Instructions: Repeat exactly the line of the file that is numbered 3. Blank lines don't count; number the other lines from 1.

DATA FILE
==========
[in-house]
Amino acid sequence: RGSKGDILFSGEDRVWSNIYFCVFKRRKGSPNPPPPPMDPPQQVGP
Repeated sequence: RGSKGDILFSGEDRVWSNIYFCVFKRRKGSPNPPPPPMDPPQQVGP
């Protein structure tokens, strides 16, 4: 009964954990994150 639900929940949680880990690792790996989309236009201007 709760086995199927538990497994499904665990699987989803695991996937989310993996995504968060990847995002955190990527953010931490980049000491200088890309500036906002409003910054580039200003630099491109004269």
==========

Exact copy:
Repeated sequence: RGSKGDILFSGEDRVWSNIYFCVFKRRKGSPNPPPPPMDPPQQVGP